The defense of liberty depends . . . on citizens engaging collectively to fight for the values they believe in. . . . The preservation of liberty through a written constitution . . . has survived . . . because ‘we the people’ have consistently taken up the charge to define, defend, and develop liberty in our own image, so that it reflects our deepest commitment , not just those of a privileged elite who do not represent us.”

It falls upon the homeowners in HOAs, as has always, to advance constitutional arguments that are valid and credible.    And that takes knowledge and understanding of the issues.  The HOA-Land Nation, and other of my publications and Commentaries, as well as those of others, provide the “ammunition” that will pass the valid and credible challenges to be expected from CAI and other lawyers, provided the arguments do not get bogged down in irrelevant arguments from the opposition.

CAI cannot handle a broad Bill of Rights challenge. Period!  I have never been challenged  by CAI because they well know that they are defending the defenseless.

Read the book, paperback or eBook, and spread the word.  Use it in those many HOA violations where state statutes support the HOA.  Work to hold seminars and conferences to openly discuss the issues raised in The HOA-Land Nation.  Expose their defense of HOAs, now!

 Notes

[1] Wayne Hyatt was a prominent figure in the promotion of HOA-Land as well as an important person in creating CAI in 1973, serving as its second president.

[2] I have extensively quoted Wayne Hyatt’s 1976 statement on HOAs as mini-governments, as cited in the 1983 California case, Cohen v. Kite Hill.

[3] I have concluded that there exists an HOA-Land Nation within America that is comprised of fragmented and local HOA governments across the country and have designated them collectively as “HOA-Land.”  The commonality of their declarations of CC&Rs, flowing from the 1964 Homes Association Handbook (ULI publication), their shared beliefs, values, traditions, and institutions qualify HOA-Land as a nation.

[4] David Cole, National Legal Director of the ACLU, Engines of Liberty, Basic Books (2016).

AZ SB 1088 is an unconstitutional and selective impairment of a contract bill

Arizona’s SB 1088 bill seeks to invalidate CC&Rs that require approval by a homeowner to allow any visitor access to the homeowner.  It specifically deals with — and is only meaningful with respect to gated communities which are gated for a very good reason — not hindering process servers access to a homeowner defendant.  It is punitive with a $250 “civil penalty” for anyone violating this law.

Background 

Under our laws and judicial system a plaintiff must service notice of a lawsuit upon a defendant as required by the Constitution.[1]  It is well known that there are people who act to avoid being served notice, which stops any lawsuit from moving forward. However, the law does allow for posting the summons notice to the public notices page of a newspaper in the event the defendant cannot be personally contacted.[2]

Impairing the obligation of contracts

The proponents’ argument would be generally along the lines that “due process under the law” triumphs over any contract infringement violation as a matter of public policy and for the general good of the people. An HOA covenant cannot hinder constitutional due process of law and the equal application of the law to a person, not necessarily an HOA, who is suing a defendant in such an HOA.  It’s not fair they would cry, referring to the greater good served outside the HOA.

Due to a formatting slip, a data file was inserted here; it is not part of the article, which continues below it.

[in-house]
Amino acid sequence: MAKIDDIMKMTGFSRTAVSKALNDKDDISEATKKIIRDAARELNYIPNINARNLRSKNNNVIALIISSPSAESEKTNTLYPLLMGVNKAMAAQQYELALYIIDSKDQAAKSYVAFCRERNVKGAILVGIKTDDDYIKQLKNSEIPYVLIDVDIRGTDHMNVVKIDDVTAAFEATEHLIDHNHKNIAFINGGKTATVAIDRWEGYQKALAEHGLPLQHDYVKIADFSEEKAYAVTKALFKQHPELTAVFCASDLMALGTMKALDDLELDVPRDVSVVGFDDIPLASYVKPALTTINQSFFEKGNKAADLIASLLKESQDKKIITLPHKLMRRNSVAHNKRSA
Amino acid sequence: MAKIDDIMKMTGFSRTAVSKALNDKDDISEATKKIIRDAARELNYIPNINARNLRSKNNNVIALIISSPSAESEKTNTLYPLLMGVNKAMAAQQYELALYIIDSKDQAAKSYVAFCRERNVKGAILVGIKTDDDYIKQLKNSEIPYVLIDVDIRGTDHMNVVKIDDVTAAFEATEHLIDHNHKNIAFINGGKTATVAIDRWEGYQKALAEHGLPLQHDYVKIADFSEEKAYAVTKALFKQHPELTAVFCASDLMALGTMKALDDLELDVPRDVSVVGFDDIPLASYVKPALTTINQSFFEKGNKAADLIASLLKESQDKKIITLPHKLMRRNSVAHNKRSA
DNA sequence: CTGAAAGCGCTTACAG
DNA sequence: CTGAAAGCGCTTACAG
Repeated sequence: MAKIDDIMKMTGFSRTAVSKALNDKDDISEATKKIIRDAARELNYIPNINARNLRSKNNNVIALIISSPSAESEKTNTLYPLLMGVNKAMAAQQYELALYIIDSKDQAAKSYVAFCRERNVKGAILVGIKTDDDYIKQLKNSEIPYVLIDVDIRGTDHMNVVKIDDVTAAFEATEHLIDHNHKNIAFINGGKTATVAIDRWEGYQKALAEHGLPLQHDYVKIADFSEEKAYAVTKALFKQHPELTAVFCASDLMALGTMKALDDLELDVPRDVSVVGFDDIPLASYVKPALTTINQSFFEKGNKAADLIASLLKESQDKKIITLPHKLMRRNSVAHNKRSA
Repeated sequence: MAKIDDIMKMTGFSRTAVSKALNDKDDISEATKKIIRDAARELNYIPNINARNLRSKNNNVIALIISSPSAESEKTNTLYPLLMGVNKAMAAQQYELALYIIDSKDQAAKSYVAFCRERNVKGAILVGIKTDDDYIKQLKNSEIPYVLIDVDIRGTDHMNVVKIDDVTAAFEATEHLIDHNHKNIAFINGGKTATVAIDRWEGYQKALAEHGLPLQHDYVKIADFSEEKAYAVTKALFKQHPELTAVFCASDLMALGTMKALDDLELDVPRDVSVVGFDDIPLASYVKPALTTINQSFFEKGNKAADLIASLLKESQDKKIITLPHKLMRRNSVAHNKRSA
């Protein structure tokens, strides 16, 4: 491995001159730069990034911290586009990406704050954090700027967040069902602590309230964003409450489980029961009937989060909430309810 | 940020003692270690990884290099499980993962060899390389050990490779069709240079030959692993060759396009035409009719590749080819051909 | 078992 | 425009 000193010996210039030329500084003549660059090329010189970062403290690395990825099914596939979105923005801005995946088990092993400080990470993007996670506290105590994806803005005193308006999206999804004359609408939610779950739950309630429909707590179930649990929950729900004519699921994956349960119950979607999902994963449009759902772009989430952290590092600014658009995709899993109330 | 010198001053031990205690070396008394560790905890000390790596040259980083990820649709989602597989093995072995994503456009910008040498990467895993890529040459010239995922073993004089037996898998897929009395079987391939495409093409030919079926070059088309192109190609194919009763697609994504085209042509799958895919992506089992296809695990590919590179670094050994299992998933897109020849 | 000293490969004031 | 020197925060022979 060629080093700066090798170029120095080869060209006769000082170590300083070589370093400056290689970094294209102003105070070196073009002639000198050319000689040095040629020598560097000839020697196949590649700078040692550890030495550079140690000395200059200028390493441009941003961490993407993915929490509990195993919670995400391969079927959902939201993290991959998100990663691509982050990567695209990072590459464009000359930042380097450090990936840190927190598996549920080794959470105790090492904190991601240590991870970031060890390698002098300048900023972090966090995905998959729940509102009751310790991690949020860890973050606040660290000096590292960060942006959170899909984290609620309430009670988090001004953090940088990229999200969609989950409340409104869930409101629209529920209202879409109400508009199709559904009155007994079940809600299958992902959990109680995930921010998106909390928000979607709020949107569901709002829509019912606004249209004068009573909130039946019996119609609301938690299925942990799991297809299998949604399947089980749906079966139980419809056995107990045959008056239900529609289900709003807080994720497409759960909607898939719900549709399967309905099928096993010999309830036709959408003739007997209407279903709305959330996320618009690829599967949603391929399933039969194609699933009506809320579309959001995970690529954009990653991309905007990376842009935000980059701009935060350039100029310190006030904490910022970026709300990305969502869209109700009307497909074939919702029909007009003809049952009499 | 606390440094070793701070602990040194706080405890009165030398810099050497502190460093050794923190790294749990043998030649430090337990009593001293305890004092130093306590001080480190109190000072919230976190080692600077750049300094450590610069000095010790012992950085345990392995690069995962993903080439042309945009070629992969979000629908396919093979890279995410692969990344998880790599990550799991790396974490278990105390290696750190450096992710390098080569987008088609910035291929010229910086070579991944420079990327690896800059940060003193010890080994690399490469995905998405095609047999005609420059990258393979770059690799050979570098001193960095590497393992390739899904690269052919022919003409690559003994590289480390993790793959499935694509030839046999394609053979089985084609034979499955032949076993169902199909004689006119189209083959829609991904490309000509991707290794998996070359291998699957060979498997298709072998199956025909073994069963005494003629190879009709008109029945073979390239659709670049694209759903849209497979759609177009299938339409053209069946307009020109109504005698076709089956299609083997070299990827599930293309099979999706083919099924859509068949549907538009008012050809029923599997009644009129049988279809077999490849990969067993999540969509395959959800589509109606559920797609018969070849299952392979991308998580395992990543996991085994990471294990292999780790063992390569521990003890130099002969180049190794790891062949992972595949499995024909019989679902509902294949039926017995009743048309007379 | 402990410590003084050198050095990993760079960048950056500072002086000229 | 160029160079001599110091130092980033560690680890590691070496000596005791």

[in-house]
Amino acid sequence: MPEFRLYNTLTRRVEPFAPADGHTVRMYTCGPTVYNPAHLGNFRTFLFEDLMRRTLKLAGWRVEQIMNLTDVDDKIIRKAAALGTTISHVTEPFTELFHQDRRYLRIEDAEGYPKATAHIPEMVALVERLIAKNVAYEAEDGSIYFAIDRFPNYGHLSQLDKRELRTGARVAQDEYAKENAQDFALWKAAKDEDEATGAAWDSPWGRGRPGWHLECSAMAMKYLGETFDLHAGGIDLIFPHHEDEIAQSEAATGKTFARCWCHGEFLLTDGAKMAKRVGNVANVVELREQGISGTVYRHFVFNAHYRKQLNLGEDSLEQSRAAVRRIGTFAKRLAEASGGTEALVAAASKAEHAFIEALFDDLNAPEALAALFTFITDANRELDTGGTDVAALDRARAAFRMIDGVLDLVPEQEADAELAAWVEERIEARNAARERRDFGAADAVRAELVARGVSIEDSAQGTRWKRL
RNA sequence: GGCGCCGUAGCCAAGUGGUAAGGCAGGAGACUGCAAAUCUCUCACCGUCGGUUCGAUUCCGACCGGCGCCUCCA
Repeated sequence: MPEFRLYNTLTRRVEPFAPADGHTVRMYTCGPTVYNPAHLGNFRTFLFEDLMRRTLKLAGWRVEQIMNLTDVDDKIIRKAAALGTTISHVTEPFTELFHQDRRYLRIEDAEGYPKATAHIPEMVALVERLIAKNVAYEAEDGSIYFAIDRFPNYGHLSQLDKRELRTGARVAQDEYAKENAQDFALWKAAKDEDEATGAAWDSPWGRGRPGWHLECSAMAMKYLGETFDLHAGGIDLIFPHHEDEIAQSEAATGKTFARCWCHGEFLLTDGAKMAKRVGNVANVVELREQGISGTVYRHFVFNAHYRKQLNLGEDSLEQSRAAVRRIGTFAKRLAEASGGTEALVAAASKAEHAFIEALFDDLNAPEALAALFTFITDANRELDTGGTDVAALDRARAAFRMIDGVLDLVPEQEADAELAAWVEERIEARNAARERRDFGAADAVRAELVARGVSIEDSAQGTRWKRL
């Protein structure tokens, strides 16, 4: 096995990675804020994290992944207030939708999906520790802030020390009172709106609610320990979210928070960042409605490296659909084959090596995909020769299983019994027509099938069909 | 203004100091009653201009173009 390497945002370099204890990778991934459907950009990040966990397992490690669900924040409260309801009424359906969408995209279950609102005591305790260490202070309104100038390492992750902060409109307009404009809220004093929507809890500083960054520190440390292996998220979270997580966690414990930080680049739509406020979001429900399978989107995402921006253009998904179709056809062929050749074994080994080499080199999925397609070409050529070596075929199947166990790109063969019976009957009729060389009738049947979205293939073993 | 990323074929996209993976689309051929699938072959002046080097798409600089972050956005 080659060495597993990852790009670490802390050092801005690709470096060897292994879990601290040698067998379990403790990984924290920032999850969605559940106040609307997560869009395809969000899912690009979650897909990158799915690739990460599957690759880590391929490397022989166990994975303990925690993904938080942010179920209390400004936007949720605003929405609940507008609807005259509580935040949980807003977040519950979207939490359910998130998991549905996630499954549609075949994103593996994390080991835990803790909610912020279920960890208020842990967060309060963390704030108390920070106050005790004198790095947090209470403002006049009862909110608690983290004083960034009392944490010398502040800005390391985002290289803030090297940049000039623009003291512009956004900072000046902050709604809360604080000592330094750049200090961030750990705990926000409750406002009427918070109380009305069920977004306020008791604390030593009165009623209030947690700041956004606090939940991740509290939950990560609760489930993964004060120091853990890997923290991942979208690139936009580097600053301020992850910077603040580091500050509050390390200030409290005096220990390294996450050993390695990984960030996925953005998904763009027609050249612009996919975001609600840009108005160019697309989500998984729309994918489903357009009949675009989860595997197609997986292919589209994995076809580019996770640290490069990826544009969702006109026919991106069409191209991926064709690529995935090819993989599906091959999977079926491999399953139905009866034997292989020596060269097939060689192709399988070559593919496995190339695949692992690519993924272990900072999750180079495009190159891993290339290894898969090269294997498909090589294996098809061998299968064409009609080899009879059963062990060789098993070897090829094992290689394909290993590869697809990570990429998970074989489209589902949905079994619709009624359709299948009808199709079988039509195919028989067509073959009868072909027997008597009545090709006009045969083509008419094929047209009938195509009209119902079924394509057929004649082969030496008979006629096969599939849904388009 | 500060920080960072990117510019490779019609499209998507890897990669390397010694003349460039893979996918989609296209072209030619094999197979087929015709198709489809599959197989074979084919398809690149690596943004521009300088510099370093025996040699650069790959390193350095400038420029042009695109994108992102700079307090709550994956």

But, the bill seems to be unnecessary as there are other means to satisfy civil procedure process servers.  It would also not pass judicial scrutiny[3] required to deny constitutional rights under contract infringement.  The bill seems to be sponsored as a request from a constituent facing some problem that lacks merit, considering the alternative methods available for service notice by process servers.

Selective enforcement of the law

It is long held doctrine that a government cannot pick and choose what laws to enforce or to ignore, and still be seen as a legitimate government.  The entirety of the covenants in a declaration of CC&Rs — allegedly constituting the voice of the people in a private contract to not be bound by the Constitution and the laws of the land — contains many, many covenants that violate the protected rights of the people.

Yet the state stands idly by and does nothing to end these private contractual violations of the constitution’s requirement for the equal protection of the law.  The CC&Rs are a mockery of due process protections, of fair elections, of eminent domain protections, of cruel and unusual punishment by foreclosure rights, of contract law misrepresentation and full disclosure violations, of the failure to provide civil penalties against HOA violations of the law, etc.

They are either ignored or have the “blessings” of the legislature as a result of laws that coerce compliance with the HOA, cooperate with the HOA, or closely interact with the day-to-day operations of the HOA. Any of which would make the HOA a state actor subject to the Constitution.

SB 1088 is a selective impairment of contract obligations while other infringements of the laws are allowed to stand. Adopting this bill would be a mockery of the law.

 

References

[1] 14th Amendment, “Nor shall any state deprive any person of life, liberty, or property, without due process of law.”

[2] Ariz. R. Civ. P., 4.1(n). “Where the person being served . . . has avoided service of process . . . then service may be by publication  . . . . “ Also, Rule 4.1(m) allows for “alternative or substituted service.”